As suggested by the course notes (and after my experiences on Gesture & Meaning where I am now on the third idea and still haven’t taken a single shot…) I’m starting thinking about my first assignment early. I first read the brief even before I started the course (I downloaded the sampler PDF) and so have already had some time to think about it.
The main points in the brief say (my emphasis):
Produce a small photo essay of 10 images that demonstrates your engagement with the lives, experiences and histories of your local community and its people.
You’ll need to decide on a single theme, topic or activity to focus on. Discuss your ideas with your tutor before committing to it.
Do this assignment with only one camera and one lens.
Now, as cliché as it might sound, when I think of ‘local community‘ I think of ‘local pub‘. We live in a small North Yorkshire market town with a friendly community vibe. The nearest pub, The Sun Inn, is just a few minutes walk down the road, and is a warm-hearted and vibrant meeting place with lots of regular activities and events, some of which I take part in, some of which I just know about.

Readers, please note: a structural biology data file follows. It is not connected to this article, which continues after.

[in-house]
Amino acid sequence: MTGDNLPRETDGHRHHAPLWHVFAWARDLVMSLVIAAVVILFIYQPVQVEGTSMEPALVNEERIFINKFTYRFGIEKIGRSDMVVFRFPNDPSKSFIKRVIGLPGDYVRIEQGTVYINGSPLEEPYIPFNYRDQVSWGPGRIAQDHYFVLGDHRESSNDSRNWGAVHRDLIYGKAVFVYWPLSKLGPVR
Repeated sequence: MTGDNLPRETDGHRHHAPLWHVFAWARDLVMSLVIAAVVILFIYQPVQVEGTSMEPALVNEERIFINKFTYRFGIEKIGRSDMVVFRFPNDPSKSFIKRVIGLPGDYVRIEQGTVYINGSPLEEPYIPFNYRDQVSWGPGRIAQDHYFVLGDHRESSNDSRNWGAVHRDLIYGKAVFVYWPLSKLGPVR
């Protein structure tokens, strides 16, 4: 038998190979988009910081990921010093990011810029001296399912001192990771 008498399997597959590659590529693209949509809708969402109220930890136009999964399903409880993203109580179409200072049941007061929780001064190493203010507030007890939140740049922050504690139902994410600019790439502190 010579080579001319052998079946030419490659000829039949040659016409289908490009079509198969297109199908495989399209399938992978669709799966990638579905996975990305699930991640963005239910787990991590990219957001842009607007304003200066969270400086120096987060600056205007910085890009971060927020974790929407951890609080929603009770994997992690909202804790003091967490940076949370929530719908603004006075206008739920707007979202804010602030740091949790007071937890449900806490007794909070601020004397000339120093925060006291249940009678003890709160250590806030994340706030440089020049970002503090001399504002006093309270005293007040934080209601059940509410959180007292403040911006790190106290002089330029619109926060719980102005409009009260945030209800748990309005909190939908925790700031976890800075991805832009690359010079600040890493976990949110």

These activities include: quiz nights (I write and host a quiz to raise funds for a local good cause on a regular basis); amateur singing and music nights; vinyl appreciation nights; a weekly ‘beer bread and cheese’ night for a local charity; and last but by no means least, they use their function room for exhibitions by local artists on a rotating monthly basis (I held my first photography exhibition there in April last year, and will do so again in 2016).
On top of all this, it’s a nice friendly ‘local’ with lots of regular faces and a constantly rotating selection of guest beers. And it’s won various CAMRA awards. I consider myself lucky to have such a great boozer on my doorstep.
So: my draft plan is to take my camera along to The Sun several times over the next few weeks, observe the place during quiet and busy times, normal nights and regular events, weeknights and weekends – to see if an interesting theme or narrative emerges.
Sounds tough but I think I’m up to the challenge ;-)